Copper Metabolism and the Liver
Copper plays a critical biochemical role in the function of many enzymes and proteins that contain this essential element. Consequently, copper deficiency leads to loss of the catalytic function of copper-dependent enzymes and structural changes in proteins with prosthetic copper, while excess metal is toxic and leads to cell injury and death. Homeostatic control mechanisms have evolved to coordinate a healthy balance for copper, allowing cells to accumulate sufficient copper to support essential biochemical reactions and yet prevent toxicity due to an excess of this metal. Much of our knowledge of these metabolic pathways is derived from the study of the inherited metabolic disorders of copper metabolism and from microbial and mouse models that have deciphered new copper transporters, metallochaperones, and signaling pathways. This in turn has led to a better understanding of the pathophysiology of each of the metabolic disorders of copper metabolism, aiding in diagnosis and treatment and in the design of future therapies. © 2009, John Wiley & Sons Ltd.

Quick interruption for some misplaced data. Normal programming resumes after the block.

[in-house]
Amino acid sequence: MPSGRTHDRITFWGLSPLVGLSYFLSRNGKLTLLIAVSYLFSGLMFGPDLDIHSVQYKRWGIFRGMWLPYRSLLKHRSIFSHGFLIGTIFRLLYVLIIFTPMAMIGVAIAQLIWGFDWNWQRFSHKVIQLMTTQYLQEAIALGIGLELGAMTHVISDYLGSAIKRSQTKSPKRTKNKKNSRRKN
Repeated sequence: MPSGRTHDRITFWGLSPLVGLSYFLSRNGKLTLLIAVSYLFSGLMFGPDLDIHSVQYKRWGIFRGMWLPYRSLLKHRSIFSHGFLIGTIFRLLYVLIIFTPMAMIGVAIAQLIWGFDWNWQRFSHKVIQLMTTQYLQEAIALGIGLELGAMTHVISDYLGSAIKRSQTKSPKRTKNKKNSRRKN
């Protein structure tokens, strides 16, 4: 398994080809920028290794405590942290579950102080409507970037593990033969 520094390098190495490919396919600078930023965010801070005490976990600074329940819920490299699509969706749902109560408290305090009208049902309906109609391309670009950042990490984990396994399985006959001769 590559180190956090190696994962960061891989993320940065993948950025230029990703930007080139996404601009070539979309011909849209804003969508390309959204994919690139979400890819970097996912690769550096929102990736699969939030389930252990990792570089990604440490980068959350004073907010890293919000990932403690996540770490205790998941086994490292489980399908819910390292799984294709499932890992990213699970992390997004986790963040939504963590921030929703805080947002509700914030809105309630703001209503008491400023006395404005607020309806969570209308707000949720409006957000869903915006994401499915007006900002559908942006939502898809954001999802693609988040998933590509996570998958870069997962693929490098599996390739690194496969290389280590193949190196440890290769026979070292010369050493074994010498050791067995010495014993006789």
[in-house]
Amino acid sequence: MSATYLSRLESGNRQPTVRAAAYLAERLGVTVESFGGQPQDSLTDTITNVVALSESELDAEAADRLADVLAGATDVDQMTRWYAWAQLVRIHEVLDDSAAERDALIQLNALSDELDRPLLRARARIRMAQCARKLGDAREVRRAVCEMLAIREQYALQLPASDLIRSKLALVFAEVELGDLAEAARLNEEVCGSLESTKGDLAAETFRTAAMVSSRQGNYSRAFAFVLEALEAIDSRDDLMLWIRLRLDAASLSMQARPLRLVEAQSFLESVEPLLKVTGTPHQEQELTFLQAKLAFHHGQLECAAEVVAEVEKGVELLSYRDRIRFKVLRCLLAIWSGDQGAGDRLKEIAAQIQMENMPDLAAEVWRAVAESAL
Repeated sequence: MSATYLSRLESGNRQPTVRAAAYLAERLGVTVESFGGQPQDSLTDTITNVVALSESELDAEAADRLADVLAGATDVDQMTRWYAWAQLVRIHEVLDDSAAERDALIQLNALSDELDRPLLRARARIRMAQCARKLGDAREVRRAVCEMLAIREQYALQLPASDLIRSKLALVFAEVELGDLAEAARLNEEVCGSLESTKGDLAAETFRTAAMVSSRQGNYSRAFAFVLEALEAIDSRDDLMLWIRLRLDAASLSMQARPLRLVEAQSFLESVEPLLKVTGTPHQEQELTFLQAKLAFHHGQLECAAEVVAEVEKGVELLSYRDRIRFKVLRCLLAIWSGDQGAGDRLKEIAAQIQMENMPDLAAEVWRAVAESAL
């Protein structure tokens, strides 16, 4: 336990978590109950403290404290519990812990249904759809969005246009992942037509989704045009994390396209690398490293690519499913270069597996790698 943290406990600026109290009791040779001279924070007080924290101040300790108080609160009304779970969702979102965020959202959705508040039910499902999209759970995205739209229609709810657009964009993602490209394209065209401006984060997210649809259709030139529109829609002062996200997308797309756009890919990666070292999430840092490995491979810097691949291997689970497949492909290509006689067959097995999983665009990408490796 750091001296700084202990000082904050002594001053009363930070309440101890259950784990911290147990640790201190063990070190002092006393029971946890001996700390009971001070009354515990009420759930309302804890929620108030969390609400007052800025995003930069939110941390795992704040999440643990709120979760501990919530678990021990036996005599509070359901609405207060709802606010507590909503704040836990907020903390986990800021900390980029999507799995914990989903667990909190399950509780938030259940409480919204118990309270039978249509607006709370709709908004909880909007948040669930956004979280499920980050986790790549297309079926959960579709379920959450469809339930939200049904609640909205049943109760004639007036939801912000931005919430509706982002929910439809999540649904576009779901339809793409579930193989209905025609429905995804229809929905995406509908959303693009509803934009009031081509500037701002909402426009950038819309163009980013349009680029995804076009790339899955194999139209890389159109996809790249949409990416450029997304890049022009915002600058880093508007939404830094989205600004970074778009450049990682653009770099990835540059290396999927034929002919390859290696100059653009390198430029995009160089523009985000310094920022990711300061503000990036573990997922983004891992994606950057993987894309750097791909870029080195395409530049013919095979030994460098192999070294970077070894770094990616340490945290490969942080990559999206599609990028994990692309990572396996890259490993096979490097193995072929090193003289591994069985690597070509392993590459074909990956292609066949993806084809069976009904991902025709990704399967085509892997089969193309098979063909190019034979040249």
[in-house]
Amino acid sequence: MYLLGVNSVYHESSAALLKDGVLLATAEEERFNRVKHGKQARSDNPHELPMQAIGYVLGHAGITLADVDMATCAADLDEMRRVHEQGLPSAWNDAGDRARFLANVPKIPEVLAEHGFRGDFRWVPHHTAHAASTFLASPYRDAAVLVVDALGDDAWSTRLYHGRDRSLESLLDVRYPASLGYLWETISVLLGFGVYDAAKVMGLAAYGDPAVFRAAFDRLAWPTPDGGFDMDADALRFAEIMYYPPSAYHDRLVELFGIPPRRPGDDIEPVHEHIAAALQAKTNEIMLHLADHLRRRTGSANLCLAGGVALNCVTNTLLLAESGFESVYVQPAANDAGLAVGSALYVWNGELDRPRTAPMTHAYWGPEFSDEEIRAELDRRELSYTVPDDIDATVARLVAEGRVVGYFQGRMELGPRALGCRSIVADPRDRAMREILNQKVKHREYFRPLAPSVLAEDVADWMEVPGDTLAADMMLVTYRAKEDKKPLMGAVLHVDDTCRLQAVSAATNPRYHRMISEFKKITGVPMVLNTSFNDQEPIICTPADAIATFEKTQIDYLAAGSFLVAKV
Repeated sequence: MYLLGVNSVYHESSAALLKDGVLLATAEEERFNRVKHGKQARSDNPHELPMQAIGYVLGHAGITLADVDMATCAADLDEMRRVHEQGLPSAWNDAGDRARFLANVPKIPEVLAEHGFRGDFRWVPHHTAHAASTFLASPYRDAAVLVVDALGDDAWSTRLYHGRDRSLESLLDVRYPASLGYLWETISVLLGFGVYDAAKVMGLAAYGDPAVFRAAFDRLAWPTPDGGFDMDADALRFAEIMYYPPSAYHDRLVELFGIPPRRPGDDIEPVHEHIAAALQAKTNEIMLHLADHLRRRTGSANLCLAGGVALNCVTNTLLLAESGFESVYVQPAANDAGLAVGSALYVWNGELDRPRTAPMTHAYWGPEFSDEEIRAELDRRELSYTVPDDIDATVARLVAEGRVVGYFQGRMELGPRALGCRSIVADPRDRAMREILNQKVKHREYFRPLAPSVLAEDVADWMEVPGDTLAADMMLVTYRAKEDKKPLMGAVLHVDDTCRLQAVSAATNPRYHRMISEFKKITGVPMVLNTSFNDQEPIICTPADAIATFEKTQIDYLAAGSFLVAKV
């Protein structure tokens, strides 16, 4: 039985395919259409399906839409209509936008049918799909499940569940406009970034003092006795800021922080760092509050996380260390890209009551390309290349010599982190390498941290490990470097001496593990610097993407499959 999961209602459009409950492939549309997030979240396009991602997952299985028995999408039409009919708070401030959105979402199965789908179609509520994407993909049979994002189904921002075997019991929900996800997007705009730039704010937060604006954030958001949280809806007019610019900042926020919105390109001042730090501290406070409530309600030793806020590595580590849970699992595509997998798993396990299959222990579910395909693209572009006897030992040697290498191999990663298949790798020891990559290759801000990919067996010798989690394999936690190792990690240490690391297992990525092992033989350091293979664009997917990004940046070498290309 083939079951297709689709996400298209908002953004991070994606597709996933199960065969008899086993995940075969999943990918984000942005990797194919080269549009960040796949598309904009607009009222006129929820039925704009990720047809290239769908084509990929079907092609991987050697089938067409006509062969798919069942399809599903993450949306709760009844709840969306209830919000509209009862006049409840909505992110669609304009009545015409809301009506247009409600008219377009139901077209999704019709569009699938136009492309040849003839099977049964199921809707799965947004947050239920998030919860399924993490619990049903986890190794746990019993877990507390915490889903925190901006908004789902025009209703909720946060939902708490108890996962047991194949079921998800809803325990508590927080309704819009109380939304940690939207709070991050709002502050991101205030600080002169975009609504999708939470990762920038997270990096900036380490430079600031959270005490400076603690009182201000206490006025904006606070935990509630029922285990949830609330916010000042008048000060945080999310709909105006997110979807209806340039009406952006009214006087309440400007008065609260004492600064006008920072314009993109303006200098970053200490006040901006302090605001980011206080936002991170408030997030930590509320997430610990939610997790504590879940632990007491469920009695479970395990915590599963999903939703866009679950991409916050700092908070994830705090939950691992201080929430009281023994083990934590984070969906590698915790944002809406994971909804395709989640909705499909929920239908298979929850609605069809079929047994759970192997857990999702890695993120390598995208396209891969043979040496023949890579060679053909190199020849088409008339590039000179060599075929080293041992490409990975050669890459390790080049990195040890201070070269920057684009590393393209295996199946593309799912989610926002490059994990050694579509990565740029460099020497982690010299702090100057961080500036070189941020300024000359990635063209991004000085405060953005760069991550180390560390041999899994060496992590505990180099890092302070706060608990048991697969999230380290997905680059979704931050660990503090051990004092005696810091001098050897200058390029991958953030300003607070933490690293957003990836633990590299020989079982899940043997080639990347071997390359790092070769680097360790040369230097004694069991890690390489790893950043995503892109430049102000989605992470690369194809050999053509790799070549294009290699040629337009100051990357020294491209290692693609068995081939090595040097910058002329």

Start / End Page
Digital Object Identifier (DOI)